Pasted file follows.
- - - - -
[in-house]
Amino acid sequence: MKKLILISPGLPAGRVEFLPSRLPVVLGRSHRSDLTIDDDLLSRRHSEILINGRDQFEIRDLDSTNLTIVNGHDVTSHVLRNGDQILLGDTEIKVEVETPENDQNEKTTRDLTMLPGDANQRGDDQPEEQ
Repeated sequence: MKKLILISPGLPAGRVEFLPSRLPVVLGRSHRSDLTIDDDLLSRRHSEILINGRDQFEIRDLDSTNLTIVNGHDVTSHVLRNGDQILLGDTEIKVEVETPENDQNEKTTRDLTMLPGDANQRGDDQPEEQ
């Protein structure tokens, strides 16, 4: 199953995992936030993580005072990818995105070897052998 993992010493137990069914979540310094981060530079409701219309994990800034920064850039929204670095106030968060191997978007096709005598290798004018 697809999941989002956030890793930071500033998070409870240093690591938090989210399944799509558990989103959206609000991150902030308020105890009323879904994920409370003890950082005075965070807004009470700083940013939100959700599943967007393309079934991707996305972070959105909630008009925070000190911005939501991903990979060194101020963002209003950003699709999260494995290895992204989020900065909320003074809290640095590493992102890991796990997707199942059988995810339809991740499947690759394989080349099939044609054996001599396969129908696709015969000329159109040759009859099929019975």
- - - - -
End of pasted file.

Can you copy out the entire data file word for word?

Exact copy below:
[in-house]
Amino acid sequence: MKKLILISPGLPAGRVEFLPSRLPVVLGRSHRSDLTIDDDLLSRRHSEILINGRDQFEIRDLDSTNLTIVNGHDVTSHVLRNGDQILLGDTEIKVEVETPENDQNEKTTRDLTMLPGDANQRGDDQPEEQ
Repeated sequence: MKKLILISPGLPAGRVEFLPSRLPVVLGRSHRSDLTIDDDLLSRRHSEILINGRDQFEIRDLDSTNLTIVNGHDVTSHVLRNGDQILLGDTEIKVEVETPENDQNEKTTRDLTMLPGDANQRGDDQPEEQ
């Protein structure tokens, strides 16, 4: 199953995992936030993580005072990818995105070897052998 993992010493137990069914979540310094981060530079409701219309994990800034920064850039929204670095106030968060191997978007096709005598290798004018 697809999941989002956030890793930071500033998070409870240093690591938090989210399944799509558990989103959206609000991150902030308020105890009323879904994920409370003890950082005075965070807004009470700083940013939100959700599943967007393309079934991707996305972070959105909630008009925070000190911005939501991903990979060194101020963002209003950003699709999260494995290895992204989020900065909320003074809290640095590493992102890991796990997707199942059988995810339809991740499947690759394989080349099939044609054996001599396969129908696709015969000329159109040759009859099929019975």